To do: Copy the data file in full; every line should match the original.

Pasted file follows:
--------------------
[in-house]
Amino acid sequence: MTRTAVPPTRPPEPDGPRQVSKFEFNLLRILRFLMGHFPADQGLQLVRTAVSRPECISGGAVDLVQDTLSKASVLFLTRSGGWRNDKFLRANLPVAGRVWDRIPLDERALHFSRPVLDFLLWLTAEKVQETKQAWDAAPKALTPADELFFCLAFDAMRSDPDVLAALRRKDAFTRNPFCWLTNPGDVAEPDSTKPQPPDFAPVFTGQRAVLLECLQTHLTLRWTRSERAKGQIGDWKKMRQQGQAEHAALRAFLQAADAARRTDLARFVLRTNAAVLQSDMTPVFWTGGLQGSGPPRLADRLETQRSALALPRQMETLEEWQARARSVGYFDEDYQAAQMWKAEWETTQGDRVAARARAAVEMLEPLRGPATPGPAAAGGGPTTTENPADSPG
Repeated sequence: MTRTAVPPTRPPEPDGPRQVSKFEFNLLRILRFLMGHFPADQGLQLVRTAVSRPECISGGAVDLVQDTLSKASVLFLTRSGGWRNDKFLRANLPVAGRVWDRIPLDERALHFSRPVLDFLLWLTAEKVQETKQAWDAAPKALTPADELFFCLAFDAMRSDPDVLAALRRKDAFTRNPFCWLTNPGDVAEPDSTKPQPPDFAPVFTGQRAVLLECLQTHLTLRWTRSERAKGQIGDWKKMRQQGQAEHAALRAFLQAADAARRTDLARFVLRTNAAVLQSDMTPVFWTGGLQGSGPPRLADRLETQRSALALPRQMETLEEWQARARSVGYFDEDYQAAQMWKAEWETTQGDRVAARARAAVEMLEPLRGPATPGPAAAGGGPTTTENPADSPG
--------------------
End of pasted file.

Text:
[in-house]
Amino acid sequence: MTRTAVPPTRPPEPDGPRQVSKFEFNLLRILRFLMGHFPADQGLQLVRTAVSRPECISGGAVDLVQDTLSKASVLFLTRSGGWRNDKFLRANLPVAGRVWDRIPLDERALHFSRPVLDFLLWLTAEKVQETKQAWDAAPKALTPADELFFCLAFDAMRSDPDVLAALRRKDAFTRNPFCWLTNPGDVAEPDSTKPQPPDFAPVFTGQRAVLLECLQTHLTLRWTRSERAKGQIGDWKKMRQQGQAEHAALRAFLQAADAARRTDLARFVLRTNAAVLQSDMTPVFWTGGLQGSGPPRLADRLETQRSALALPRQMETLEEWQARARSVGYFDEDYQAAQMWKAEWETTQGDRVAARARAAVEMLEPLRGPATPGPAAAGGGPTTTENPADSPG
Repeated sequence: MTRTAVPPTRPPEPDGPRQVSKFEFNLLRILRFLMGHFPADQGLQLVRTAVSRPECISGGAVDLVQDTLSKASVLFLTRSGGWRNDKFLRANLPVAGRVWDRIPLDERALHFSRPVLDFLLWLTAEKVQETKQAWDAAPKALTPADELFFCLAFDAMRSDPDVLAALRRKDAFTRNPFCWLTNPGDVAEPDSTKPQPPDFAPVFTGQRAVLLECLQTHLTLRWTRSERAKGQIGDWKKMRQQGQAEHAALRAFLQAADAARRTDLARFVLRTNAAVLQSDMTPVFWTGGLQGSGPPRLADRLETQRSALALPRQMETLEEWQARARSVGYFDEDYQAAQMWKAEWETTQGDRVAARARAAVEMLEPLRGPATPGPAAAGGGPTTTENPADSPG